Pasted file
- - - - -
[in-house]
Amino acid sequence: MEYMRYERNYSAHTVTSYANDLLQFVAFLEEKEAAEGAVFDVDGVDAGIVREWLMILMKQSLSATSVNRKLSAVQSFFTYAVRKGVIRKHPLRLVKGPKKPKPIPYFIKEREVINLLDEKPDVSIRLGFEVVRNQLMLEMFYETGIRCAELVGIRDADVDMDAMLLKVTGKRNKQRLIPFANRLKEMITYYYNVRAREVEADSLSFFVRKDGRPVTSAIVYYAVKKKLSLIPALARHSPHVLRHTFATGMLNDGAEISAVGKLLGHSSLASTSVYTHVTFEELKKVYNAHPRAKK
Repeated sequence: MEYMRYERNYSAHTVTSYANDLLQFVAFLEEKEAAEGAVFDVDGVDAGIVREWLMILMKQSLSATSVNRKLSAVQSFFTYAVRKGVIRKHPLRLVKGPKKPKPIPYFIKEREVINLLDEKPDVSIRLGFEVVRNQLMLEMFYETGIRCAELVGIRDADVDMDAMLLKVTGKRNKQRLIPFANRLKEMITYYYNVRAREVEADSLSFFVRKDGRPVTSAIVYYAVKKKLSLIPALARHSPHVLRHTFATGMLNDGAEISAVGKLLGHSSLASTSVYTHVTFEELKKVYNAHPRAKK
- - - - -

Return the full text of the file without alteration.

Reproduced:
[in-house]
Amino acid sequence: MEYMRYERNYSAHTVTSYANDLLQFVAFLEEKEAAEGAVFDVDGVDAGIVREWLMILMKQSLSATSVNRKLSAVQSFFTYAVRKGVIRKHPLRLVKGPKKPKPIPYFIKEREVINLLDEKPDVSIRLGFEVVRNQLMLEMFYETGIRCAELVGIRDADVDMDAMLLKVTGKRNKQRLIPFANRLKEMITYYYNVRAREVEADSLSFFVRKDGRPVTSAIVYYAVKKKLSLIPALARHSPHVLRHTFATGMLNDGAEISAVGKLLGHSSLASTSVYTHVTFEELKKVYNAHPRAKK
Repeated sequence: MEYMRYERNYSAHTVTSYANDLLQFVAFLEEKEAAEGAVFDVDGVDAGIVREWLMILMKQSLSATSVNRKLSAVQSFFTYAVRKGVIRKHPLRLVKGPKKPKPIPYFIKEREVINLLDEKPDVSIRLGFEVVRNQLMLEMFYETGIRCAELVGIRDADVDMDAMLLKVTGKRNKQRLIPFANRLKEMITYYYNVRAREVEADSLSFFVRKDGRPVTSAIVYYAVKKKLSLIPALARHSPHVLRHTFATGMLNDGAEISAVGKLLGHSSLASTSVYTHVTFEELKKVYNAHPRAKK